Widow, 79, scammed out of £250k after WhatsApp dating 'with Mamma Mia! actor'

Elizabeth Ferguson had been a senior university manager before running a successful business
Alan Lewis - PhotopressBelfast.co.uk 2-5-2024 Romance scam feature by Kate Graham : Elizabeth Ferguson at her home with her pet dog Masie. Elizabeth was scammed out of £250,000 by a conman calling himself Courtney Roy but had the money refunded by the bank after seeking help to gain redress. -Credit:Photopress Belfast

A gran widowed after 51 years of marriage has told how she was cruelly scammed out of £250,000 after turning to online dating to lift herself out of loneliness. Elizabeth Ferguson, a retired senior university manager and businesswoman, was tricked into handing over her savings by a man posing as a lovelorn telecoms expert, the Mirror reports.

Elizabeth, 79, a mum of two with four grandkids, says: "I still can't believe the nightmare I've been through."

In April 2022, three years after husband George's death and desperate to quell her loneliness, she joined dating site Match. Almost immediately, she spotted Courtney Roy.


She says: "His profile said he was 68 and his interests included nature, travelling and volunteering. His pictures showed a normal, good-looking man, and he said he lived in Dublin. He seemed like someone I could have a conversation with."

As they chatted on WhatsApp, he told Elizabeth who lives close to Dublin herself that he had divorced his cheating wife, and claimed he had been raised by his grandparents in Cyprus after losing his parents in a car crash. She says: "This was part of the scam. Not just to gain my sympathy, but to explain errors in his written English."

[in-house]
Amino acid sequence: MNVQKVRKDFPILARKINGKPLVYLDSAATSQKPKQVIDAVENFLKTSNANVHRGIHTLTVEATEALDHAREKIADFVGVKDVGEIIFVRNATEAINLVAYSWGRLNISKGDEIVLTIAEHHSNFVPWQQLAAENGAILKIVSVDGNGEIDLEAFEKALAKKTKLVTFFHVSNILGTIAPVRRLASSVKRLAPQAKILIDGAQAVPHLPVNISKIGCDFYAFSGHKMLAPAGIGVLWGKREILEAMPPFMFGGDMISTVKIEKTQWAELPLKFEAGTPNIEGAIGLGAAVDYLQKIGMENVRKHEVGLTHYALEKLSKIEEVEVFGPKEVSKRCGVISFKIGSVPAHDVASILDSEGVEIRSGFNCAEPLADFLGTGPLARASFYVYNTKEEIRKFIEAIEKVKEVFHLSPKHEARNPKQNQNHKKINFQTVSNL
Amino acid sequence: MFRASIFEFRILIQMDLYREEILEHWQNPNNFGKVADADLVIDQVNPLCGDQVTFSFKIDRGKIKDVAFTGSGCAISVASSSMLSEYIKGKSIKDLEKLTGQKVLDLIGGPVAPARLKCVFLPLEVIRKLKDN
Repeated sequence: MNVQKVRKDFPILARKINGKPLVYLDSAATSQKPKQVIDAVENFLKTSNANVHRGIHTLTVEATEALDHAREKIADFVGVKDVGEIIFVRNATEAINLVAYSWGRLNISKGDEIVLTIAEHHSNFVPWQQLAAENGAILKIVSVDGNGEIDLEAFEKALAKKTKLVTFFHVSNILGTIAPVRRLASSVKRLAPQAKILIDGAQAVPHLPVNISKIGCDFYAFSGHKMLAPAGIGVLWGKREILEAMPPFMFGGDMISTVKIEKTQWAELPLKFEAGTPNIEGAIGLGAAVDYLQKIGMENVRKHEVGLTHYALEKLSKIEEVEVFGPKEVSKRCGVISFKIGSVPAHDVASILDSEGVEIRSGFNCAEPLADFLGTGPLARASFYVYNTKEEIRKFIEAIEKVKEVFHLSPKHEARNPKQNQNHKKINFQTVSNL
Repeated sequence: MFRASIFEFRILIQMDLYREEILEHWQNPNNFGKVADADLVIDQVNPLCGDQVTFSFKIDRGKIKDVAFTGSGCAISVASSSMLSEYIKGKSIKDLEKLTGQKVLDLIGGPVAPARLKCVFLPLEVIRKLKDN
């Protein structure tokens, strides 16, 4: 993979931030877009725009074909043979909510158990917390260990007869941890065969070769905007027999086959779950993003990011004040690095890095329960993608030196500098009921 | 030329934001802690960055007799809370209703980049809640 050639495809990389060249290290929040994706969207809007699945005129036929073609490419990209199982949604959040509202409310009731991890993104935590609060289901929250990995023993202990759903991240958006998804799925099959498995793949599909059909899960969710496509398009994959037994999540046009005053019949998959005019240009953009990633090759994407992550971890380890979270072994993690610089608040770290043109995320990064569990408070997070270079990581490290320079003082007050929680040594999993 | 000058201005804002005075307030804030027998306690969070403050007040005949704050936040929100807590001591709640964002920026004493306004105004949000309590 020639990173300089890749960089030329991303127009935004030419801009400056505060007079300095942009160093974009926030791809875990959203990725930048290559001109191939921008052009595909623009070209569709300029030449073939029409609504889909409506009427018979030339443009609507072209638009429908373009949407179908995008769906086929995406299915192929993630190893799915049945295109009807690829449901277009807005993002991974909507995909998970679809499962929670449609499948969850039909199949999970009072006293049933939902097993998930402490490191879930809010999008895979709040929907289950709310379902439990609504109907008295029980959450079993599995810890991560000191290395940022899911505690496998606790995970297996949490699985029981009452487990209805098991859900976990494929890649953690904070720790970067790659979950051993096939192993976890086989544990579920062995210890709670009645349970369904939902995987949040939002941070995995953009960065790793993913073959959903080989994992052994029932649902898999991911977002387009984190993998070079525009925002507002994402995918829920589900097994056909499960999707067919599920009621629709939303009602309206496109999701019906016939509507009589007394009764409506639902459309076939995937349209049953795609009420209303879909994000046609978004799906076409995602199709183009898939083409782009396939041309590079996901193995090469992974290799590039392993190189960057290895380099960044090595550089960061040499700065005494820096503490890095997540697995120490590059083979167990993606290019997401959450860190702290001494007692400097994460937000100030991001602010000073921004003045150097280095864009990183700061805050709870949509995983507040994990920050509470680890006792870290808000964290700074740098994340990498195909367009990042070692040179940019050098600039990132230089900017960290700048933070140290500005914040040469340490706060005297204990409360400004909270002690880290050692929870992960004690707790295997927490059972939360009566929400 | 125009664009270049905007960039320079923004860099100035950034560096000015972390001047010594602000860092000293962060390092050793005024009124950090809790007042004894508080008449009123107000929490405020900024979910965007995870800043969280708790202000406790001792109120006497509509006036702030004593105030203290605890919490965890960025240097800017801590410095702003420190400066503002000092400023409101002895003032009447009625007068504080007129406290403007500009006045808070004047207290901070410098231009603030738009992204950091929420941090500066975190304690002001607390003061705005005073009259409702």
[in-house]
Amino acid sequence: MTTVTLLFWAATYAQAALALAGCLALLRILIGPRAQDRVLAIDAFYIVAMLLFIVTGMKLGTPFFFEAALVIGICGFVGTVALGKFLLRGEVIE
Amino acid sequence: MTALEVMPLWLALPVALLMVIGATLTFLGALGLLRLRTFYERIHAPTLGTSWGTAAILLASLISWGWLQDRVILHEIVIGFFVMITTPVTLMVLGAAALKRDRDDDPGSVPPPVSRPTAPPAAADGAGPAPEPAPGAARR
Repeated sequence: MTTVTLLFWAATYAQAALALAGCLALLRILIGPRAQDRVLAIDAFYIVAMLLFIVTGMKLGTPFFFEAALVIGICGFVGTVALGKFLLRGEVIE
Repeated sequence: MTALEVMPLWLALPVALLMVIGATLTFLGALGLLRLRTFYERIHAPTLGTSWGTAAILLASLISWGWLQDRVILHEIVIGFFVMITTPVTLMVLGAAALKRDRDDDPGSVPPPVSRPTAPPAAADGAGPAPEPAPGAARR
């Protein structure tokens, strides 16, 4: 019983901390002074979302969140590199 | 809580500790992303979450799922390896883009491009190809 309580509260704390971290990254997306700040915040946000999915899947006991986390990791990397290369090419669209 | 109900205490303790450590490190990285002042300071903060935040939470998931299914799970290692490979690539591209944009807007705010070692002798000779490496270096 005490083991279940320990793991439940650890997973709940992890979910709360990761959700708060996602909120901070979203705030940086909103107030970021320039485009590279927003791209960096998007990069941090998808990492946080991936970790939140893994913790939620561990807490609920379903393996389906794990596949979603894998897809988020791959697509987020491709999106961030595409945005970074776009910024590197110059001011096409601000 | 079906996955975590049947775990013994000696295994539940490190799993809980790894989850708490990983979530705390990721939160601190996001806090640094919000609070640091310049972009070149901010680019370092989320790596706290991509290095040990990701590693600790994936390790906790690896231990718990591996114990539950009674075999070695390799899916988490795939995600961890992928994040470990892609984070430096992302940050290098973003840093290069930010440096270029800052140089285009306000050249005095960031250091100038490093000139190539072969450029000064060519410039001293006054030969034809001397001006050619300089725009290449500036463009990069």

Elizabeth shared details of her own life, and says: "I felt the connection grow. Courtney responded to my photos by saying I was beautiful. His interest was definitely flattering." After he suggested travelling to meet her, they had their first video call. She says: "It was near impossible to see or hear him but it didn't seem odd. Connections can be bad anywhere."

Just as they were due to meet, he said he needed to travel urgently, to install a 5G network on a Japanese oil rig in the North Sea. Elizabeth admits: "I was disappointed. My life was busy but Courtney had brought another aspect." Then, he made a bizarre suggestion. She says: "He told me to buy a black T-shirt and some men's scent, which cost me £160. I was to spray it on the shirt and wear it in bed, listening to a song he sent, to feel connected to him."

"He sent pictures of him on the oil rig in protective gear and arriving by helicopter. They reinforced everything. I had no reason to doubt this busy, successful man who I was starting to fall for was who he said he was.'' But now the scammer was ready to get to Elizabeth's money. She says: "The first step was a message that he needed $70,000 for some expensive equipment. He wasn't asking me for money, just to log in to his bank account and make the transfer as his signal was terrible. It was a sign of his trust in me.""

Seeing a balance of $1.45million in the account, she transferred the $70,000 for him. She says: "He was so grateful. So when he messaged that he needed another $7,000 to cover transfer costs, and asked me to do the same again, I agreed." But that transfer failed and he explained something about an IP address, saying he was locked out of his account asking Elizabeth to use her own money instead.